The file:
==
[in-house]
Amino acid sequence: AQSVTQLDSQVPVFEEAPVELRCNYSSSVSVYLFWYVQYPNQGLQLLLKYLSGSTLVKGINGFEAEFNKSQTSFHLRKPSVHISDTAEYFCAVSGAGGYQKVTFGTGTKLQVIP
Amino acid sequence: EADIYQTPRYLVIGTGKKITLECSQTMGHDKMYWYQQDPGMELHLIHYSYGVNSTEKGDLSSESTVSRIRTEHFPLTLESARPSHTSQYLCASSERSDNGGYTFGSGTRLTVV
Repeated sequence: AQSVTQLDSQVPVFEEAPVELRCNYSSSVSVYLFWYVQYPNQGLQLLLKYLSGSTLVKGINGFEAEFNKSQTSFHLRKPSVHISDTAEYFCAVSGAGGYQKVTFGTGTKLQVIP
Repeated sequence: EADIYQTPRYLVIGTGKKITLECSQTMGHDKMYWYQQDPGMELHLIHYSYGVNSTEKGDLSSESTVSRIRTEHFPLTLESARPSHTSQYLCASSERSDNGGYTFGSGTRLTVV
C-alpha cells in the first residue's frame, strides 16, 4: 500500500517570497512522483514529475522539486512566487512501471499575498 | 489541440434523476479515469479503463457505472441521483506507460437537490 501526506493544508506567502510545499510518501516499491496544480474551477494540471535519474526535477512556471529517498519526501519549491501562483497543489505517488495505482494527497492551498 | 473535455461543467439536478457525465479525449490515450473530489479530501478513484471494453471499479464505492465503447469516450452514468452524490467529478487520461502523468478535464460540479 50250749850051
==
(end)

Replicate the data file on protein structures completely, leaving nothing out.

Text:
[in-house]
Amino acid sequence: AQSVTQLDSQVPVFEEAPVELRCNYSSSVSVYLFWYVQYPNQGLQLLLKYLSGSTLVKGINGFEAEFNKSQTSFHLRKPSVHISDTAEYFCAVSGAGGYQKVTFGTGTKLQVIP
Amino acid sequence: EADIYQTPRYLVIGTGKKITLECSQTMGHDKMYWYQQDPGMELHLIHYSYGVNSTEKGDLSSESTVSRIRTEHFPLTLESARPSHTSQYLCASSERSDNGGYTFGSGTRLTVV
Repeated sequence: AQSVTQLDSQVPVFEEAPVELRCNYSSSVSVYLFWYVQYPNQGLQLLLKYLSGSTLVKGINGFEAEFNKSQTSFHLRKPSVHISDTAEYFCAVSGAGGYQKVTFGTGTKLQVIP
Repeated sequence: EADIYQTPRYLVIGTGKKITLECSQTMGHDKMYWYQQDPGMELHLIHYSYGVNSTEKGDLSSESTVSRIRTEHFPLTLESARPSHTSQYLCASSERSDNGGYTFGSGTRLTVV
C-alpha cells in the first residue's frame, strides 16, 4: 500500500517570497512522483514529475522539486512566487512501471499575498 | 489541440434523476479515469479503463457505472441521483506507460437537490 501526506493544508506567502510545499510518501516499491496544480474551477494540471535519474526535477512556471529517498519526501519549491501562483497543489505517488495505482494527497492551498 | 473535455461543467439536478457525465479525449490515450473530489479530501478513484471494453471499479464505492465503447469516450452514468452524490467529478487520461502523468478535464460540479 50250749850051